Dos And Don’ts Of Eating In Europe

Dos and Don’ts of Eating In Europe
Everyone gets ripped off at one time or another while travelling and it seems to be more common when there can be a language barrier. So we are going to do our best to arm you with a little bit of knowledge to avoid being ripped off in Europe’s restaurants and cafes so you can get back to the serious business of eating some of Europe’s most delicious food.

The farther away from a tourist site you eat, the less likely you are to be ripped off
It’s a sad truth that in some less-than-honest establishments, tourists can be seen as easy prey. Restaurants and cafes right near the big tourist sites are the most likely candidates. It’s not always the case of course, but well-located eateries that don’t cater to a local (and therefore repeat) market are more likely to charge inflated prices.

Avoid restaurants and cafes with a host outside forcing you in.
Another tip-off that you’re in a touristy establishment: There’s a “host” outside the door asking you to come in (any restaurant catering to locals, won’t have this since they’ll rely on word-of-mouth)

Where you sit can really affect the price

It is quite common in cities like Rome, Paris, and Amsterdam that you will have to charge differently depending on where you sit. In Rome for example, you will find it cheaper to have a coffee or drink at the bar and may notice different prices for “banco” (standing) and one for “tavolo” (sitting).
Also in places like Paris and many other European cities restaurants may charge extra to sit outside ‘al fresco’, so be aware of any charges.

Understanding charges on your bill
You may find in some European cities that there can be extra fees or charges on your bill. In Rome, for example, you may see ‘“pane e coperto’ on your bill which is a charge for your bread that is generally not per basket but per head. You may also find almost all restaurants in Europe will charge you for water.

Understanding when to tip
Restaurant tips are more modest in Europe than in America. At restaurants, check the menu to see if service is included; if it isn’t, a tip of 5–10 percent is normal. In most places, 10 percent is a big tip. As a matter of principle, if not economy, the local price should prevail. Please believe me — tipping 15 or 20 percent in Europe is unnecessary, if not culturally ignorant.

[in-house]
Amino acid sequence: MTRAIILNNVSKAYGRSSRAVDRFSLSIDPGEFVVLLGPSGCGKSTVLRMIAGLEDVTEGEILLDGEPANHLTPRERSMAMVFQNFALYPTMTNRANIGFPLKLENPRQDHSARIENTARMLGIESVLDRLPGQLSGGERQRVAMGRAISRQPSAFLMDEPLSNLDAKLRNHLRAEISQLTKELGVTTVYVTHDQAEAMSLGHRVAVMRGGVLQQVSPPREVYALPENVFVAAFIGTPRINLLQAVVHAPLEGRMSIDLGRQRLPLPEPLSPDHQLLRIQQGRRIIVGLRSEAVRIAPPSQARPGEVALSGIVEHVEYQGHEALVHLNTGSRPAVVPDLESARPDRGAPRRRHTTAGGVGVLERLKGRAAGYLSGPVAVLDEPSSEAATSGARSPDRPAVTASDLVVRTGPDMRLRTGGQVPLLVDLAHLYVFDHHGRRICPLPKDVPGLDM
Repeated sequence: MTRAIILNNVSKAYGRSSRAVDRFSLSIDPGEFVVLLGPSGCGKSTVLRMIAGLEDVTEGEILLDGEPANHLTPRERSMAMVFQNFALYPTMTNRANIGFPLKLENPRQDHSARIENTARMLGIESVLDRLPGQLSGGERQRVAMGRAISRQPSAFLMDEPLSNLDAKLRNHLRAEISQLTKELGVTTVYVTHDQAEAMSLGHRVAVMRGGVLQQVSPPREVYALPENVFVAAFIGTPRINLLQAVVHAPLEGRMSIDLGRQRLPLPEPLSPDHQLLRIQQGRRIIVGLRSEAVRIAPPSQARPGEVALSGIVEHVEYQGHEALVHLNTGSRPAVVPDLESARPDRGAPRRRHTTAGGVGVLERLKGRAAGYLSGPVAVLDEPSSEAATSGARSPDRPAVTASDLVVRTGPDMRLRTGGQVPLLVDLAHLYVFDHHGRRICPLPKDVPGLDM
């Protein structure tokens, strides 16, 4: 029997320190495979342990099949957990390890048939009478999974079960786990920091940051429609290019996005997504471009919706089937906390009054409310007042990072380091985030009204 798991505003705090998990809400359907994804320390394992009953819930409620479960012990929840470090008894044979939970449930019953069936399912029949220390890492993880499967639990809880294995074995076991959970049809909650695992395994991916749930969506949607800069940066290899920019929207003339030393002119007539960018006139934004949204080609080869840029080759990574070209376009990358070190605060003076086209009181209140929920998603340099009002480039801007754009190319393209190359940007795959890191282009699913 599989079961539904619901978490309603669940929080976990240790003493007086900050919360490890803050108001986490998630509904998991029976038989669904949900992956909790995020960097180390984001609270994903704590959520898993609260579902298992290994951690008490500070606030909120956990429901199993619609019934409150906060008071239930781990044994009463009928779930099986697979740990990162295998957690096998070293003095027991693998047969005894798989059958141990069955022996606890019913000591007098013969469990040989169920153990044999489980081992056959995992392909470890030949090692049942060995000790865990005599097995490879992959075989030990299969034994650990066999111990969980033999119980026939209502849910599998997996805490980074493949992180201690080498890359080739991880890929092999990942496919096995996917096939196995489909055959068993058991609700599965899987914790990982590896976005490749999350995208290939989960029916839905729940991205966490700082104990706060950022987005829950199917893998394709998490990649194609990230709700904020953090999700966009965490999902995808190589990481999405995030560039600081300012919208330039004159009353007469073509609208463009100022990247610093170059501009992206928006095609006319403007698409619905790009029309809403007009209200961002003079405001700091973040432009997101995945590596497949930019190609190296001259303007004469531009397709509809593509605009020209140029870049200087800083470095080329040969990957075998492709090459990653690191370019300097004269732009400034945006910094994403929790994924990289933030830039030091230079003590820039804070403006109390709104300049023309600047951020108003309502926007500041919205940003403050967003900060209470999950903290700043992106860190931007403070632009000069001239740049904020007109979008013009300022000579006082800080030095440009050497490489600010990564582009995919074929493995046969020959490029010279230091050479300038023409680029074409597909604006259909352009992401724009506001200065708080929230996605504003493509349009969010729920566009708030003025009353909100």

Tipping is an issue only at restaurants that have waiters and waitresses. If you order your food at a counter (in a pub, for example), don’t tip. The “service charge” (Servizio in Italian, service in French, servicio in Spanish) can be handled in different ways. Sometimes the menu will note that the service is included (“servizio incluso”), meaning that the prices listed on the menu already have this charge built in. When the service is not included (“servizio non incluso”), the service charge might show up as a separate line item at the end of your bill.

If you can, check for reviews 
The best way to know what you're getting before you get it is to look at genuine non-biased reviews. By using Tripadvisor or Mytable, which both offer an honest rating of the restaurant, bar or cafe. You can also search restaurants near you and can also specify if you want cheap eats or fancy 5-star cuisine. 

Find A Park, Pack a picnic
To keep the cost down and live like a local,grab a take-away sandwich from a bakery or Supermarket and have a picnic. Picnics can be an adventurous money saving option. Also be aware In stores, unrefrigerated soft drinks, bottled water, and beer are one-third the price of cold drinks. Avoid buying drinks to go at streetside stands; you'll find them far cheaper in a shop.

Be aware of cultural differences
Keep in mind that by Uk/American standards, many Europeans such as the French undercook meats: rare or saignantis close to raw; medium or à point is rare; and well-done or bien cuit is medium. Also keep in mind that in an around certain cities of Europe you may find raw eggs put on top of items such as Pizza.

Have fun and enjoy some of the best Cuisines in the world.

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